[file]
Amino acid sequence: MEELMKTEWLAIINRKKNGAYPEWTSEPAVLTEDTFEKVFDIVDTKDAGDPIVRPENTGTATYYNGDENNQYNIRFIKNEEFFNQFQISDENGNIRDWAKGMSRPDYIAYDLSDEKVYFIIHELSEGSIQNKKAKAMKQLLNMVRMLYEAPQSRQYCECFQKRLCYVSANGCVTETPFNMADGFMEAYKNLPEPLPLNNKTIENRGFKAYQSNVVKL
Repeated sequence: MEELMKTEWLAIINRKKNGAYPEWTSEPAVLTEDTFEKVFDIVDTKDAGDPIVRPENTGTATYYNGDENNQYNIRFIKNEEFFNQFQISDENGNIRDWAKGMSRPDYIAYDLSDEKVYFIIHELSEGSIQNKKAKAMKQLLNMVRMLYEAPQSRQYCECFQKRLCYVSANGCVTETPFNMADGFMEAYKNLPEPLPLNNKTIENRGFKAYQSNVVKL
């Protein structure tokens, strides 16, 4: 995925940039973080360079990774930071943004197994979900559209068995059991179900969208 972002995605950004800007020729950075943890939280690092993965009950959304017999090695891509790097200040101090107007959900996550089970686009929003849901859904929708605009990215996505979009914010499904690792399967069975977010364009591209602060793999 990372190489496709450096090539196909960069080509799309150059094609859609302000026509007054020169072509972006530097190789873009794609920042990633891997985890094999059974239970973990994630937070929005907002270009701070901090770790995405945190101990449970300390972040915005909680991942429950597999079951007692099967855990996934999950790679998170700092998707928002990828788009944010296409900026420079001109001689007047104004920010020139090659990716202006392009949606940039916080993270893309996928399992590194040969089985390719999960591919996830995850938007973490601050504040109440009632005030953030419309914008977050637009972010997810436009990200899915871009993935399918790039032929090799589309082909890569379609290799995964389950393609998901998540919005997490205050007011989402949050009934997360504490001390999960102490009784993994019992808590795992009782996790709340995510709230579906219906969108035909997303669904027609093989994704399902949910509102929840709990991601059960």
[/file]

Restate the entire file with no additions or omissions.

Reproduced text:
Amino acid sequence: MEELMKTEWLAIINRKKNGAYPEWTSEPAVLTEDTFEKVFDIVDTKDAGDPIVRPENTGTATYYNGDENNQYNIRFIKNEEFFNQFQISDENGNIRDWAKGMSRPDYIAYDLSDEKVYFIIHELSEGSIQNKKAKAMKQLLNMVRMLYEAPQSRQYCECFQKRLCYVSANGCVTETPFNMADGFMEAYKNLPEPLPLNNKTIENRGFKAYQSNVVKL
Repeated sequence: MEELMKTEWLAIINRKKNGAYPEWTSEPAVLTEDTFEKVFDIVDTKDAGDPIVRPENTGTATYYNGDENNQYNIRFIKNEEFFNQFQISDENGNIRDWAKGMSRPDYIAYDLSDEKVYFIIHELSEGSIQNKKAKAMKQLLNMVRMLYEAPQSRQYCECFQKRLCYVSANGCVTETPFNMADGFMEAYKNLPEPLPLNNKTIENRGFKAYQSNVVKL
């Protein structure tokens, strides 16, 4: 995925940039973080360079990774930071943004197994979900559209068995059991179900969208 972002995605950004800007020729950075943890939280690092993965009950959304017999090695891509790097200040101090107007959900996550089970686009929003849901859904929708605009990215996505979009914010499904690792399967069975977010364009591209602060793999 990372190489496709450096090539196909960069080509799309150059094609859609302000026509007054020169072509972006530097190789873009794609920042990633891997985890094999059974239970973990994630937070929005907002270009701070901090770790995405945190101990449970300390972040915005909680991942429950597999079951007692099967855990996934999950790679998170700092998707928002990828788009944010296409900026420079001109001689007047104004920010020139090659990716202006392009949606940039916080993270893309996928399992590194040969089985390719999960591919996830995850938007973490601050504040109440009632005030953030419309914008977050637009972010997810436009990200899915871009993935399918790039032929090799589309082909890569379609290799995964389950393609998901998540919005997490205050007011989402949050009934997360504490001390999960102490009784993994019992808590795992009782996790709340995510709230579906219906969108035909997303669904027609093989994704399902949910509102929840709990991601059960």